LONDON (Reuters) - A large-scale shift toward domestically issued and longer-dated bonds in emerging markets has helped build resilience to external shocks despite the increase in overall debt levels, the Bank for International Settlements said.
The BIS, an umbrella body for global central banks, has warned in the past that developing world risks were entering a new crisis because of a build-up in debt levels, especially in China. But its latest report found that changes in the composition of debt were a mitigating factor.
“Borrowing is mostly done in local currencies, at longer maturities and at fixed rates. Taken together, these trends should help strengthen public finance sustainability by reducing currency mismatches and rollover risks,” the BIS wrote.
Its quarterly report released on Sunday said emerging market government debt stood at $11.1 trillion, having doubled since end-2007. Public debt as a share of gross domestic product had risen to 51 percent, 10 percentage points above end-2007 levels.
But only 14 percent of the outstanding debt of 23 of the big developing countries was in foreign currency, its data showed, down from 32 percent at the end of 2001.
While foreign borrowing still made up about a third of the total in some countries such as Saudi Arabia, Turkey and Poland, such issuance has broadly declined.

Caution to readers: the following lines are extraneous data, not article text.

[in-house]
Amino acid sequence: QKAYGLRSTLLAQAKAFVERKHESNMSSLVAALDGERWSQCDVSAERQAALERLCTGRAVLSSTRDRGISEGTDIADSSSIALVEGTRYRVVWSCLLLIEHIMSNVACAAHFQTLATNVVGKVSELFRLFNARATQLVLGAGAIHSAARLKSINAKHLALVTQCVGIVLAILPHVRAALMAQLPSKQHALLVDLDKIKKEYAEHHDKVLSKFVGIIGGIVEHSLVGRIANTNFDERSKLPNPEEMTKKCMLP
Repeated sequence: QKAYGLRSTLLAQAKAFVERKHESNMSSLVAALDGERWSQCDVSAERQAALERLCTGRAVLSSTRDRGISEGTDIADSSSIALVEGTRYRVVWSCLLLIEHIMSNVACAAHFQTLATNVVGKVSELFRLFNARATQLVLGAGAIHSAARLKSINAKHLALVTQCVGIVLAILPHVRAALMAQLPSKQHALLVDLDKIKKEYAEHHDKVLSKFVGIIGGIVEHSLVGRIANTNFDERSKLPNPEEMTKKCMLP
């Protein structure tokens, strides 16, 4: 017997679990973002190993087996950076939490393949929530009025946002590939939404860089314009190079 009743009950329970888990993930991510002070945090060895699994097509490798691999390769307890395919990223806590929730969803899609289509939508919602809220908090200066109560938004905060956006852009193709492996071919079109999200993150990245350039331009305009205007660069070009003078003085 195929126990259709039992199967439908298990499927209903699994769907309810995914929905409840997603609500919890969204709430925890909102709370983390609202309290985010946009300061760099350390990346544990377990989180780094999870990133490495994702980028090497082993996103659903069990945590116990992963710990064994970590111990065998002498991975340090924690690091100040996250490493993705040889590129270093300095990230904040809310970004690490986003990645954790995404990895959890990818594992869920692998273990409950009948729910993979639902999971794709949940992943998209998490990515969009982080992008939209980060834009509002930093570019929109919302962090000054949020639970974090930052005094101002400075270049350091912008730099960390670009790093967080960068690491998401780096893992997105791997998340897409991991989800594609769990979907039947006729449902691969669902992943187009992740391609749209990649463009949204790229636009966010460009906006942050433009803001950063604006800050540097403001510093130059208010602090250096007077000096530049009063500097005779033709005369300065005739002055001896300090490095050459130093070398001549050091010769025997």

“The fall in the share of FX-linked debt in the early-2000s may have helped shield emerging economies from the global market turbulence of the 2007–09 crisis and its aftermath,” the study added.
The BIS also noted that bond tenors had risen steadily across emerging markets, with an average maturity of 7.7 years for its sample set of 23 countries. This is only slightly below the average of eight years in developed countries.
It cited Mexico and South Africa as examples of countries that had extended average maturity to eight and 16 years respectively - well above many advanced nations.
This is not entirely without risk, however, the BIS warned.
Longer maturities mean higher global bond yields - possibly as developed nations exit years of super-easy credit policies - “could have a greater impact than previously on the market value of debt, potentially increasing rollover risks and other adverse feedback mechanisms,” the report added.
That is because interest rate rises tend to fuel a bigger drop in the price of longer-dated bonds than in those with shorter maturities.
Reporting by Sujata Rao; Editing by Susan Fenton